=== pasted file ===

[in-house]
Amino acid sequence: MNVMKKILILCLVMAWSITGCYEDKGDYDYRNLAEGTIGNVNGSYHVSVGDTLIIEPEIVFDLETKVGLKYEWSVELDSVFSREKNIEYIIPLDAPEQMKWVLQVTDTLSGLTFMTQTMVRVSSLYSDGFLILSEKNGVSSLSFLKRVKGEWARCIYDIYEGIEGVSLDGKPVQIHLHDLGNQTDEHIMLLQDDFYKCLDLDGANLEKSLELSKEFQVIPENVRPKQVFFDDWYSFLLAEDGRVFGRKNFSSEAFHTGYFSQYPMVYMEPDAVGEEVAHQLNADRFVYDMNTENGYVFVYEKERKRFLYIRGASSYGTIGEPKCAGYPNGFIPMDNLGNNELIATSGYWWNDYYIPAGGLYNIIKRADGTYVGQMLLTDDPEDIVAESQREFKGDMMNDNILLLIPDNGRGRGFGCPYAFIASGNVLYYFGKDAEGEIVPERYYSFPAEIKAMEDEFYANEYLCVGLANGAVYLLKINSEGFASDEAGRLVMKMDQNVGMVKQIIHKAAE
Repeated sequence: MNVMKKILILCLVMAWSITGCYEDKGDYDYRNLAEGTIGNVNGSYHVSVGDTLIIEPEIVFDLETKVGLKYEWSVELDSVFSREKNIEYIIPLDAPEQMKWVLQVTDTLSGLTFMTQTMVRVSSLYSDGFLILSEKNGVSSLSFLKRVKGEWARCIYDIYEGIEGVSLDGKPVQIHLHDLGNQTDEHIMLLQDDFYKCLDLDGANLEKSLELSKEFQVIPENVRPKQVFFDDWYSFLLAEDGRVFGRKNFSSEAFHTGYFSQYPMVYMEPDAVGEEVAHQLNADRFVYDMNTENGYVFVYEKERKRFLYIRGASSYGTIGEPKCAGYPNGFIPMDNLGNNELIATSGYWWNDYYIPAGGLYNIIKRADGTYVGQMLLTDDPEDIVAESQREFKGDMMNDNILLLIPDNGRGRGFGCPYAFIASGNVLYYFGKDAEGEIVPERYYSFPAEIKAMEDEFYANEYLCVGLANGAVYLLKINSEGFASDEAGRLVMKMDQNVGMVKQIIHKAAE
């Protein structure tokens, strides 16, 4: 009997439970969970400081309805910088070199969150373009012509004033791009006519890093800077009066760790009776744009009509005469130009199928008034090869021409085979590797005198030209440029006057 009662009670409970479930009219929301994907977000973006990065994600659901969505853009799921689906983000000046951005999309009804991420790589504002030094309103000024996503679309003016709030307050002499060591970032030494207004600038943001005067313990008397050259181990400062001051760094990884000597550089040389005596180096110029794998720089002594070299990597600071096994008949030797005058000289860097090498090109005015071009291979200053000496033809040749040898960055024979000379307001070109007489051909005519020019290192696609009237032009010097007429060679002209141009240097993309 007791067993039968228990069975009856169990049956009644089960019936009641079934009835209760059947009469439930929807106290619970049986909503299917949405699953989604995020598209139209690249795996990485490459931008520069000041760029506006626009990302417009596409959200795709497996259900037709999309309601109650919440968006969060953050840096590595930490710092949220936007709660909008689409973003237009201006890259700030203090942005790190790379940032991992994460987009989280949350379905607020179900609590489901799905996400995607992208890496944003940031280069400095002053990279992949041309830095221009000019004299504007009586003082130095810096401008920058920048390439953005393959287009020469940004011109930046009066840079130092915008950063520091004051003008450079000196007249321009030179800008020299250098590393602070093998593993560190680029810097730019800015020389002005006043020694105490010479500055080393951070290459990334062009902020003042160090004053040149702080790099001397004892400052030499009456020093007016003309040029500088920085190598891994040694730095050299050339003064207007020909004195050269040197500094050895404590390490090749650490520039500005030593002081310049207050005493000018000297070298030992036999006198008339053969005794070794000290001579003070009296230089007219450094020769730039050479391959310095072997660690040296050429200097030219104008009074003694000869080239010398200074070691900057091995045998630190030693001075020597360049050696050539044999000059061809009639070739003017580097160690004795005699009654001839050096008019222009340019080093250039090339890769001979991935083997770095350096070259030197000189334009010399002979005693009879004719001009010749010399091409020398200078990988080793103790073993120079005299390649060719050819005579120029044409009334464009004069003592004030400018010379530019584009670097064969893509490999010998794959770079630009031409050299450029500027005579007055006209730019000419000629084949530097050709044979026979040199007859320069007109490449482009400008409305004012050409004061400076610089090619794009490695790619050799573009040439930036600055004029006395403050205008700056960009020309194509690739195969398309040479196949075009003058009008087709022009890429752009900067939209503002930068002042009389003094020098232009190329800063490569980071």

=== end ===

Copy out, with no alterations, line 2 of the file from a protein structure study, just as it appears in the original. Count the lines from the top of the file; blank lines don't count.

Amino acid sequence: MNVMKKILILCLVMAWSITGCYEDKGDYDYRNLAEGTIGNVNGSYHVSVGDTLIIEPEIVFDLETKVGLKYEWSVELDSVFSREKNIEYIIPLDAPEQMKWVLQVTDTLSGLTFMTQTMVRVSSLYSDGFLILSEKNGVSSLSFLKRVKGEWARCIYDIYEGIEGVSLDGKPVQIHLHDLGNQTDEHIMLLQDDFYKCLDLDGANLEKSLELSKEFQVIPENVRPKQVFFDDWYSFLLAEDGRVFGRKNFSSEAFHTGYFSQYPMVYMEPDAVGEEVAHQLNADRFVYDMNTENGYVFVYEKERKRFLYIRGASSYGTIGEPKCAGYPNGFIPMDNLGNNELIATSGYWWNDYYIPAGGLYNIIKRADGTYVGQMLLTDDPEDIVAESQREFKGDMMNDNILLLIPDNGRGRGFGCPYAFIASGNVLYYFGKDAEGEIVPERYYSFPAEIKAMEDEFYANEYLCVGLANGAVYLLKINSEGFASDEAGRLVMKMDQNVGMVKQIIHKAAE